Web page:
Part of the series "Ten Lessons Since the 9/11 Attacks," in which CFR fellows identify the top threats and responses going forward. Read more in the series.
An important lesson of 9/11 is the prohibitive cost of absolute security in a globalized world. To contain terrorism is one thing, but ambitions beyond containment have posed crushing burdens since. Americans will have to learn to live with a chronic threat of lower-level terrorism, or we will go bankrupt trying to recreate the immunity so many felt before 9/11.
Mass civilian deaths at the hands of foreign enemies were a new experience for most Americans in 2001. Wide oceans and friendly neighbors made war an abstraction for most, and something close to complete security from attack was widely taken for granted. When this assumption collapsed, many wanted it back. The impulse to restore the sense of security lost on 9/11 encouraged sweepingly ambitious war aims in the ensuing conflict: The Bush administration announced its intention to eliminate all terrorism of global reach and launched two wars in pursuit of this aim.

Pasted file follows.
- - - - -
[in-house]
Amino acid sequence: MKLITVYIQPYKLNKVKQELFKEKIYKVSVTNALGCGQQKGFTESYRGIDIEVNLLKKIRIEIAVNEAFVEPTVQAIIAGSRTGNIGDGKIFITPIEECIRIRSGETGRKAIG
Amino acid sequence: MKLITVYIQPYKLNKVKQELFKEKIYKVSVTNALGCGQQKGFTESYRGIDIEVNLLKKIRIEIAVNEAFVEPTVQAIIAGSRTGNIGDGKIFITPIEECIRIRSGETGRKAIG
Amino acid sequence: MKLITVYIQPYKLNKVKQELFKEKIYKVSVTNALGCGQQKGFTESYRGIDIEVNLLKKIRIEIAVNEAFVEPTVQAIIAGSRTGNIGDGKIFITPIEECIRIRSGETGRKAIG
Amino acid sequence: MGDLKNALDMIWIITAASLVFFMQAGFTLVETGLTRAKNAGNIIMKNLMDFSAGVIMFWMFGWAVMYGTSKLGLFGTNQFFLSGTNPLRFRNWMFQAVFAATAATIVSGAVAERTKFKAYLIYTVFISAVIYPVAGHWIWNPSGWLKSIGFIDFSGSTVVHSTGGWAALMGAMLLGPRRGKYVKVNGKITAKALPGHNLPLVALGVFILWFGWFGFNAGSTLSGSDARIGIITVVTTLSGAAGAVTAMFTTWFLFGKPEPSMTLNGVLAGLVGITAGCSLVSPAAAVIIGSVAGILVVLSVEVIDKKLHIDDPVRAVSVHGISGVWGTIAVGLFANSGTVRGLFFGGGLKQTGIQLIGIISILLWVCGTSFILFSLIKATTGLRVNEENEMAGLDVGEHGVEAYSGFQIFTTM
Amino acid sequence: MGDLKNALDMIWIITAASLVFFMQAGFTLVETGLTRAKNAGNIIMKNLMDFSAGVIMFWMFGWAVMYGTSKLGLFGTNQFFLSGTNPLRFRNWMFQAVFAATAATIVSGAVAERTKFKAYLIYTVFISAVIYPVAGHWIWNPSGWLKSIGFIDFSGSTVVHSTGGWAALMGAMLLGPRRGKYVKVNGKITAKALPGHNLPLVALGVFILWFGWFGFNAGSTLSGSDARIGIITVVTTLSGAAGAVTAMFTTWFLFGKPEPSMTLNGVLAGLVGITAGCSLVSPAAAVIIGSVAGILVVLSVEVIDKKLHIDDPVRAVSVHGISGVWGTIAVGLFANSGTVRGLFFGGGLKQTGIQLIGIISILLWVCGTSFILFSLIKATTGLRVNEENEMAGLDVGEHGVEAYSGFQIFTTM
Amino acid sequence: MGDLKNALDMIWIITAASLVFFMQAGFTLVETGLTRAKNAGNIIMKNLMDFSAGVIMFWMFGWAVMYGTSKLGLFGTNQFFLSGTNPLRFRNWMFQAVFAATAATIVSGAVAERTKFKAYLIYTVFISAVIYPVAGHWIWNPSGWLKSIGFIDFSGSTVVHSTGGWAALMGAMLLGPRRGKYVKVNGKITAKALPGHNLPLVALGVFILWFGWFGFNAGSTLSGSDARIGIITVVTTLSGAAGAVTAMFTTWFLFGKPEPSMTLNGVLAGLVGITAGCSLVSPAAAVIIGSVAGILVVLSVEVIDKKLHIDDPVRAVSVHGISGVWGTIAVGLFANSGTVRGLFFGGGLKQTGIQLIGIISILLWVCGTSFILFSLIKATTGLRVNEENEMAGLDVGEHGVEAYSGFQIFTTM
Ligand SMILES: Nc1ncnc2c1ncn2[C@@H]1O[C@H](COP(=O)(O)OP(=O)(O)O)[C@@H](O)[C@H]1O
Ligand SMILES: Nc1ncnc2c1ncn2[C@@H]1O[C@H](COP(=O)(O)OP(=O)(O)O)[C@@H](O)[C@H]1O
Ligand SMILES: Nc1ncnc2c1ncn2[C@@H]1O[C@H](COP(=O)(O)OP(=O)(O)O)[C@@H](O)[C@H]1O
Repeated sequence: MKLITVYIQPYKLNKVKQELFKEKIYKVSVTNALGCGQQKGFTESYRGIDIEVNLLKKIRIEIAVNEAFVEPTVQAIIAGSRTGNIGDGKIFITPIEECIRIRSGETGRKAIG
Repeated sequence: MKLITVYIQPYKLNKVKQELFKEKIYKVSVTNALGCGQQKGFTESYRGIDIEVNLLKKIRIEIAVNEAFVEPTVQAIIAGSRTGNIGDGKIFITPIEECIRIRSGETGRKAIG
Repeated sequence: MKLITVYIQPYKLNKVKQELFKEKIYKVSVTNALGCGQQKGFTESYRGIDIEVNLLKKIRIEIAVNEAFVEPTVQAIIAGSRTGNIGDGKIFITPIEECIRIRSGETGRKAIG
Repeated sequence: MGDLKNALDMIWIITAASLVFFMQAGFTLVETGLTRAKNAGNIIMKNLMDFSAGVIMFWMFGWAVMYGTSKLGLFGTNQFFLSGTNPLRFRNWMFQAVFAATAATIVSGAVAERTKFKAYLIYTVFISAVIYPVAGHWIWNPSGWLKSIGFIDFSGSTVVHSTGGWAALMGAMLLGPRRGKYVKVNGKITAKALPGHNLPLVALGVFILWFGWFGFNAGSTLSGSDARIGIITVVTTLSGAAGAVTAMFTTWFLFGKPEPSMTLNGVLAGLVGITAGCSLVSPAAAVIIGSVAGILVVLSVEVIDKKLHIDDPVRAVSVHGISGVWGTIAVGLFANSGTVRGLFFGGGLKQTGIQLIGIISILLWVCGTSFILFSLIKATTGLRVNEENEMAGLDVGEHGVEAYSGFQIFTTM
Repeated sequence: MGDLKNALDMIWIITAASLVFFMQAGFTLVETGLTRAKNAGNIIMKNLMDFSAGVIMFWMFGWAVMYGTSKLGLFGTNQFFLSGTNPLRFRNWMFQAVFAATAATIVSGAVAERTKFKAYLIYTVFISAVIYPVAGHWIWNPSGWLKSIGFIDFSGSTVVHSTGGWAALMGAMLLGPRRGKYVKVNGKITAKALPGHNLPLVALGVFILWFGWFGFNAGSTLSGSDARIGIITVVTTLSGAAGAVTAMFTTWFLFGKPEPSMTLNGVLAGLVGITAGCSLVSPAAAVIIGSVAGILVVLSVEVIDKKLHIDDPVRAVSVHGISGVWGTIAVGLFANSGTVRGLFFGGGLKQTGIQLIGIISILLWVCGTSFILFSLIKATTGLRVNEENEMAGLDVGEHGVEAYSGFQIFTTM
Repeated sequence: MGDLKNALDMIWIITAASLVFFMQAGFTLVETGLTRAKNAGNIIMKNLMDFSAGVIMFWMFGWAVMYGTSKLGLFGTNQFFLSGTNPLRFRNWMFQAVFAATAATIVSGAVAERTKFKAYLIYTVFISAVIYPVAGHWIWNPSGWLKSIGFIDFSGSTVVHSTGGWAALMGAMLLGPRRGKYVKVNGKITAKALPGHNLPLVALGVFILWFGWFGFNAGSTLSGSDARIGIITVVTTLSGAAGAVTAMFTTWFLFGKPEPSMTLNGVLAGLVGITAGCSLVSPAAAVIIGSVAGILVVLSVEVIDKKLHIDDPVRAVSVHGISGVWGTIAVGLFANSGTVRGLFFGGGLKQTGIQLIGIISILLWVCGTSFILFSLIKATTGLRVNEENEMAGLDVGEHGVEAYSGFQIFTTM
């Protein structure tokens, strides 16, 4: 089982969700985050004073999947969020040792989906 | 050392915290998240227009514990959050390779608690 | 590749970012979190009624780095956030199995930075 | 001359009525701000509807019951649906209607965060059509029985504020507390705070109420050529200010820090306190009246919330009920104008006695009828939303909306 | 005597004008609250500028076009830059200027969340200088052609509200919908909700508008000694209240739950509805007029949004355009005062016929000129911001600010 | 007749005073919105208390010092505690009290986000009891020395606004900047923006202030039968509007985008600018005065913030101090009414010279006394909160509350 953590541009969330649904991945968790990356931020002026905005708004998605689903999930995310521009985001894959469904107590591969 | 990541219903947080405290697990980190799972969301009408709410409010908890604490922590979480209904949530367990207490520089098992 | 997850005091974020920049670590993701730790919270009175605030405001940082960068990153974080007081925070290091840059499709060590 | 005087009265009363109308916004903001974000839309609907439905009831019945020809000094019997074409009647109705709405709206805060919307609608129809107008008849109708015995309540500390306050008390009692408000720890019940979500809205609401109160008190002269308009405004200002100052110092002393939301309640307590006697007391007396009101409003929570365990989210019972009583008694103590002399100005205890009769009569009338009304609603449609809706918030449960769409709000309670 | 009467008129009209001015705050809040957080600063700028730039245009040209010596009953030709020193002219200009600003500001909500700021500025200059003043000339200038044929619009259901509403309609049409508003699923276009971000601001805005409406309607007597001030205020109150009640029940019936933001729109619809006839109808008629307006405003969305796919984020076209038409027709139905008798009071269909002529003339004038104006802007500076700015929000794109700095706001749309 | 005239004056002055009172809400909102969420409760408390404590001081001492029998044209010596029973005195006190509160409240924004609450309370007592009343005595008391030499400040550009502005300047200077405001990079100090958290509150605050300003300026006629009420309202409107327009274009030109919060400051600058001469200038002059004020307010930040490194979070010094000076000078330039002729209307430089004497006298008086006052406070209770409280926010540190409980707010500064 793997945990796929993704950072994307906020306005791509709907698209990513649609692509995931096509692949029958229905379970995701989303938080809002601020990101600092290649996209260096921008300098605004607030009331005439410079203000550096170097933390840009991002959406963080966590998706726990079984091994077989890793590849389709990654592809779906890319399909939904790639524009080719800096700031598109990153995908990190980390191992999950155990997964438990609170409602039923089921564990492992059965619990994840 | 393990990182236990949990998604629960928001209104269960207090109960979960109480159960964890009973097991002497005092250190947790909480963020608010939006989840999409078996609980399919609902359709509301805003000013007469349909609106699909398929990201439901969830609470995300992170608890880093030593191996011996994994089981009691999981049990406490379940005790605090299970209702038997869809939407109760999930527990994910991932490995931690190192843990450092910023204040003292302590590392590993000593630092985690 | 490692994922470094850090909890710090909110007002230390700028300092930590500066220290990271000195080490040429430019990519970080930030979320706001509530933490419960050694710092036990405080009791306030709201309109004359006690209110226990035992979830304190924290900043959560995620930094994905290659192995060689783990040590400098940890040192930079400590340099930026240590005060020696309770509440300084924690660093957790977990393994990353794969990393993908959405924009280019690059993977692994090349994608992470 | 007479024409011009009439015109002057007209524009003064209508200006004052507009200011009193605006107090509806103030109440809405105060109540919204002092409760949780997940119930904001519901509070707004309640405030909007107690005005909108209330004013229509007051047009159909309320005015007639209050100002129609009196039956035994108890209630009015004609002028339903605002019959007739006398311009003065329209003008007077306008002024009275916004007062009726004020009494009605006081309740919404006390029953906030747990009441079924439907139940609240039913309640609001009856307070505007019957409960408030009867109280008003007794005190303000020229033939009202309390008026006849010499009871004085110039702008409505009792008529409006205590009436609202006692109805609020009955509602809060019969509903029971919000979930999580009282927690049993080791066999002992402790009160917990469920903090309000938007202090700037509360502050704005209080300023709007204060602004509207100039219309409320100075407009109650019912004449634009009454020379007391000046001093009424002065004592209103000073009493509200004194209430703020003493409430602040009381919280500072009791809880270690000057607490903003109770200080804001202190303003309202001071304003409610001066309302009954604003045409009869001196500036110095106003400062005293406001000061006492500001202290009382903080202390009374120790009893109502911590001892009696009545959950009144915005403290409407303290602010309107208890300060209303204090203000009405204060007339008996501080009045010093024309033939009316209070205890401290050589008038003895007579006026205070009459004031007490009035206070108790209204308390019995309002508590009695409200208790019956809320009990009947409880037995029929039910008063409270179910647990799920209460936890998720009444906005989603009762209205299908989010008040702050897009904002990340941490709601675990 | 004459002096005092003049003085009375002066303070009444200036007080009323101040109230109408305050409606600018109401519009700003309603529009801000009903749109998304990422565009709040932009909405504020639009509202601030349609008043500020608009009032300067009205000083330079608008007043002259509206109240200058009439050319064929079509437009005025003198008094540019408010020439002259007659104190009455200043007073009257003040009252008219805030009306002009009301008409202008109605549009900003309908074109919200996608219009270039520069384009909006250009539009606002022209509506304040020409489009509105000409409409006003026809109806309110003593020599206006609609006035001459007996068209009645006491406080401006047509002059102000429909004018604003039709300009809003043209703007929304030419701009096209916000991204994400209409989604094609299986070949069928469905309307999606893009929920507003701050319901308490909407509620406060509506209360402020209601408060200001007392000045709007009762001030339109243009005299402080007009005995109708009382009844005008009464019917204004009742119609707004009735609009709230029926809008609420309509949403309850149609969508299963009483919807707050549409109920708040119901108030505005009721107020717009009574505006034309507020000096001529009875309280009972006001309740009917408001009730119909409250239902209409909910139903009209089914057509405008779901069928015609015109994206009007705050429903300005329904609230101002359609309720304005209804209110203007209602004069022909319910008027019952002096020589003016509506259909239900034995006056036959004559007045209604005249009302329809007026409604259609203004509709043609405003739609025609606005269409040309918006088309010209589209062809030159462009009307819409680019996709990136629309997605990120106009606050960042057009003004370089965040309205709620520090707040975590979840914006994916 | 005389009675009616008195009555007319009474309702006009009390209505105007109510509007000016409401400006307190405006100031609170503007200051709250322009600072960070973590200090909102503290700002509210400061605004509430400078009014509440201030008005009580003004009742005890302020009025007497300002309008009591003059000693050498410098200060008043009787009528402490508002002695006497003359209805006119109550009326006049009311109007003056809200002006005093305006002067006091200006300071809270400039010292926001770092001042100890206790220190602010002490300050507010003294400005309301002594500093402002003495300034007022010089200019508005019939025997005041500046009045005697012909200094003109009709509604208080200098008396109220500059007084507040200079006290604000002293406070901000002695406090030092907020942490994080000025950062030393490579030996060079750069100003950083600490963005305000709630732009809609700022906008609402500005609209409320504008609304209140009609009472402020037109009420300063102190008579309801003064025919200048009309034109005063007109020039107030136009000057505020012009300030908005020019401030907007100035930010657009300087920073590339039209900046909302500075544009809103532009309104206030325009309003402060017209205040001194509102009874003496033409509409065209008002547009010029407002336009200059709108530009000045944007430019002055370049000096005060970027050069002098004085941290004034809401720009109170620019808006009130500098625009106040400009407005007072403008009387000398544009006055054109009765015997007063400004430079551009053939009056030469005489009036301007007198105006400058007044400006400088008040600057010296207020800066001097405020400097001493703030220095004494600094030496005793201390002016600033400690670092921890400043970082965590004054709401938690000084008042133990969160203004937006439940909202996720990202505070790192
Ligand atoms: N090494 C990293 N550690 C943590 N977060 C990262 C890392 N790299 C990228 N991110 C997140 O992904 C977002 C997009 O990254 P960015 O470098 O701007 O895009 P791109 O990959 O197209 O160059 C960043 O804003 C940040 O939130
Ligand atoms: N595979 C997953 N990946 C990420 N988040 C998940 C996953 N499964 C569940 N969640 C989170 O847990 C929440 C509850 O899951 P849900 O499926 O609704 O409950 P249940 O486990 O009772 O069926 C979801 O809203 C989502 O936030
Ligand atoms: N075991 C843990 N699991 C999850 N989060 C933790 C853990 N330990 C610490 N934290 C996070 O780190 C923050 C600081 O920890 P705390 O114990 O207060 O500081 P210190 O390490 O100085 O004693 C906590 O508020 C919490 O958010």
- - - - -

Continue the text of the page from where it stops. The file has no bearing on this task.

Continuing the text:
Ten years later, Osama bin Laden is dead and his organization is reeling. The prospects of mass casualty attacks on the 9/11 scale are receding as al-Qaeda central weakens, and it may be increasingly possible to contain bin Laden's successors with low-key espionage and standoff attacks by drones or commandos.
But if so, these efforts will represent containment, not eradication. Lesser terrorists will remain. Al-Qaeda's own regional affiliates in Yemen and Somalia are growing, and anti-Western militant groups in Pakistan and elsewhere threaten Americans. Ten years of warfare have suppressed the most virulent enemy in al-Qaeda central, but it has not ended terrorism per se. Certainly we can no longer afford large-scale stabilization efforts for the next places where an al-Qaeda affiliate or ally or successor may seek haven, which will leave them with an ability to kill Americans, even if they cannot manage to do so on a 9/11 scale.
The net result is a need for us to live with diminished ambitions for security. We can probably prevent another 9/11. But we cannot reasonably expect to prevent other, smaller attacks from new havens in Yemen or Somalia or elsewhere. And we will have to learn to accept the resulting degree of chronic but low-level threat in a world where absolute security is unattainable.